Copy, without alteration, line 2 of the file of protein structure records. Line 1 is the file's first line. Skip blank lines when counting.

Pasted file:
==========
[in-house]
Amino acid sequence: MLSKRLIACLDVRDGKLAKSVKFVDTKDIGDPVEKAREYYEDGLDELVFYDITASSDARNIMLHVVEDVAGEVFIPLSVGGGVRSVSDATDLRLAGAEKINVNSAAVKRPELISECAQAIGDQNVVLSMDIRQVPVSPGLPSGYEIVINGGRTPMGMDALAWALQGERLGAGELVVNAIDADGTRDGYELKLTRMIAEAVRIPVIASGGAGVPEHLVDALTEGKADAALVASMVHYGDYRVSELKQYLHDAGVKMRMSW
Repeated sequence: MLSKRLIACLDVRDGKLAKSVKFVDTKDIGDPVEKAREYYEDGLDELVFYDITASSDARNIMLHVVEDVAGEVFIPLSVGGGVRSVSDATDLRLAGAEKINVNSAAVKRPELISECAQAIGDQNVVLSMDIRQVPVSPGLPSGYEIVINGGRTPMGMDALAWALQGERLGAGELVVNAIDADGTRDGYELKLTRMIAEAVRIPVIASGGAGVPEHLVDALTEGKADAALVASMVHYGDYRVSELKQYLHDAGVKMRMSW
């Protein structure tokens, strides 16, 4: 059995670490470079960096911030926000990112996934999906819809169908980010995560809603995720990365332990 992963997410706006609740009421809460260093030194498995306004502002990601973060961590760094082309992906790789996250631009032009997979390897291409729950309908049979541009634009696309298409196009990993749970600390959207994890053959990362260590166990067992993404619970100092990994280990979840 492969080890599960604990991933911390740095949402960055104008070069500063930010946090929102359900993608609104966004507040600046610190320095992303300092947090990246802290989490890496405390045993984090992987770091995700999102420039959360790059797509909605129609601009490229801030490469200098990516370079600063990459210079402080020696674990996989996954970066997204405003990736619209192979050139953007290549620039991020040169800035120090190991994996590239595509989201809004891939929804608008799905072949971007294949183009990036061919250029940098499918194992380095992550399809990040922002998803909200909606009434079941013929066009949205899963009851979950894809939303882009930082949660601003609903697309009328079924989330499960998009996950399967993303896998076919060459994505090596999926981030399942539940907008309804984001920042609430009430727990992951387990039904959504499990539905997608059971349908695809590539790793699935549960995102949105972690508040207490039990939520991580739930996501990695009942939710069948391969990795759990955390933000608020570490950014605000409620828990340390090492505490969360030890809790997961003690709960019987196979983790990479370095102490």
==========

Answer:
Amino acid sequence: MLSKRLIACLDVRDGKLAKSVKFVDTKDIGDPVEKAREYYEDGLDELVFYDITASSDARNIMLHVVEDVAGEVFIPLSVGGGVRSVSDATDLRLAGAEKINVNSAAVKRPELISECAQAIGDQNVVLSMDIRQVPVSPGLPSGYEIVINGGRTPMGMDALAWALQGERLGAGELVVNAIDADGTRDGYELKLTRMIAEAVRIPVIASGGAGVPEHLVDALTEGKADAALVASMVHYGDYRVSELKQYLHDAGVKMRMSW